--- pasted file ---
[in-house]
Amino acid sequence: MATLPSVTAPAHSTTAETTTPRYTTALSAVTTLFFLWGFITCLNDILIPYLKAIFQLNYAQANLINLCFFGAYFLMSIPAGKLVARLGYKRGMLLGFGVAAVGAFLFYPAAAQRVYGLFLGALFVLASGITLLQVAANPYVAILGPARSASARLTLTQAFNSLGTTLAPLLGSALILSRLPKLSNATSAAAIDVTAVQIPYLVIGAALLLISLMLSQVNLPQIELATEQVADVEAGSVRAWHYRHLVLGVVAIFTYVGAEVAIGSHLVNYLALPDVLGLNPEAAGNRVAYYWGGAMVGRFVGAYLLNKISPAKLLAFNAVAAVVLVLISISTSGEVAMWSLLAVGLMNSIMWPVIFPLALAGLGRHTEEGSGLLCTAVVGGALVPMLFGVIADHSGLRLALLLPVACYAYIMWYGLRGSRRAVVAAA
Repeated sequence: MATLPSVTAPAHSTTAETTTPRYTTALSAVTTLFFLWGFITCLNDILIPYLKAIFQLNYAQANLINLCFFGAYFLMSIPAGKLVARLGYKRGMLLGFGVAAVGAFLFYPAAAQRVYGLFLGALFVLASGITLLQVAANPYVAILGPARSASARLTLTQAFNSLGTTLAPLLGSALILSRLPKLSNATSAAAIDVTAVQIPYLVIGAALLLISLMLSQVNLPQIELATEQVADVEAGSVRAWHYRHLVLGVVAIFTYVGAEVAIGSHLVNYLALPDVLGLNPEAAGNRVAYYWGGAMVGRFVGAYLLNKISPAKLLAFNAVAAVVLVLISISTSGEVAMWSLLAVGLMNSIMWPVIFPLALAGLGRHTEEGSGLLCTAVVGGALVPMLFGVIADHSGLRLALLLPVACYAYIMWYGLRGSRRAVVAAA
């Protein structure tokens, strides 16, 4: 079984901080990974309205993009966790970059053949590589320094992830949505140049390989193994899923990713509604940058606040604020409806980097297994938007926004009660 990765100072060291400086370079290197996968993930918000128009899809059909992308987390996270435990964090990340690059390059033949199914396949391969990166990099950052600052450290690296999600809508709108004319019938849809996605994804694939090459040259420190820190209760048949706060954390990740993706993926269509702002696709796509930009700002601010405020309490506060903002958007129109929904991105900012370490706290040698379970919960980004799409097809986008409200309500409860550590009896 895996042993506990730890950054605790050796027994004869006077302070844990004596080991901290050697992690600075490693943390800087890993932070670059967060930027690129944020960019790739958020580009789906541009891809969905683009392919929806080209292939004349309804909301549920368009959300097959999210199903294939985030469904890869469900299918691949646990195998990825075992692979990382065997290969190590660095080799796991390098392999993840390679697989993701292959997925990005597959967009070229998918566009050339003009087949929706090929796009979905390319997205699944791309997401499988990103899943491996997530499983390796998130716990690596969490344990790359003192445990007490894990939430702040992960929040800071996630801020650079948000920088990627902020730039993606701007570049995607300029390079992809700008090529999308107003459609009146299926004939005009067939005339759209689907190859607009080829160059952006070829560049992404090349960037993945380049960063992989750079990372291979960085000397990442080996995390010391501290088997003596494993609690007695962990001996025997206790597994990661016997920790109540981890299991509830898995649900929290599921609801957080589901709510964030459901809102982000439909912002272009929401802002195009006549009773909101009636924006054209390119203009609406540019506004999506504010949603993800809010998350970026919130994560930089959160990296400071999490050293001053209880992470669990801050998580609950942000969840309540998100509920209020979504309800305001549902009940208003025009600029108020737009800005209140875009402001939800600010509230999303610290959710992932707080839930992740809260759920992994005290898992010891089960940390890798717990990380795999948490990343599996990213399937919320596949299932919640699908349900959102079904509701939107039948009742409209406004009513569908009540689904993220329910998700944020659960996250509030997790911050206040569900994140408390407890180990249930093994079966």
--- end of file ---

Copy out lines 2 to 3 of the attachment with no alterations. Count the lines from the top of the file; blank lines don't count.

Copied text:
Amino acid sequence: MATLPSVTAPAHSTTAETTTPRYTTALSAVTTLFFLWGFITCLNDILIPYLKAIFQLNYAQANLINLCFFGAYFLMSIPAGKLVARLGYKRGMLLGFGVAAVGAFLFYPAAAQRVYGLFLGALFVLASGITLLQVAANPYVAILGPARSASARLTLTQAFNSLGTTLAPLLGSALILSRLPKLSNATSAAAIDVTAVQIPYLVIGAALLLISLMLSQVNLPQIELATEQVADVEAGSVRAWHYRHLVLGVVAIFTYVGAEVAIGSHLVNYLALPDVLGLNPEAAGNRVAYYWGGAMVGRFVGAYLLNKISPAKLLAFNAVAAVVLVLISISTSGEVAMWSLLAVGLMNSIMWPVIFPLALAGLGRHTEEGSGLLCTAVVGGALVPMLFGVIADHSGLRLALLLPVACYAYIMWYGLRGSRRAVVAAA
Repeated sequence: MATLPSVTAPAHSTTAETTTPRYTTALSAVTTLFFLWGFITCLNDILIPYLKAIFQLNYAQANLINLCFFGAYFLMSIPAGKLVARLGYKRGMLLGFGVAAVGAFLFYPAAAQRVYGLFLGALFVLASGITLLQVAANPYVAILGPARSASARLTLTQAFNSLGTTLAPLLGSALILSRLPKLSNATSAAAIDVTAVQIPYLVIGAALLLISLMLSQVNLPQIELATEQVADVEAGSVRAWHYRHLVLGVVAIFTYVGAEVAIGSHLVNYLALPDVLGLNPEAAGNRVAYYWGGAMVGRFVGAYLLNKISPAKLLAFNAVAAVVLVLISISTSGEVAMWSLLAVGLMNSIMWPVIFPLALAGLGRHTEEGSGLLCTAVVGGALVPMLFGVIADHSGLRLALLLPVACYAYIMWYGLRGSRRAVVAAA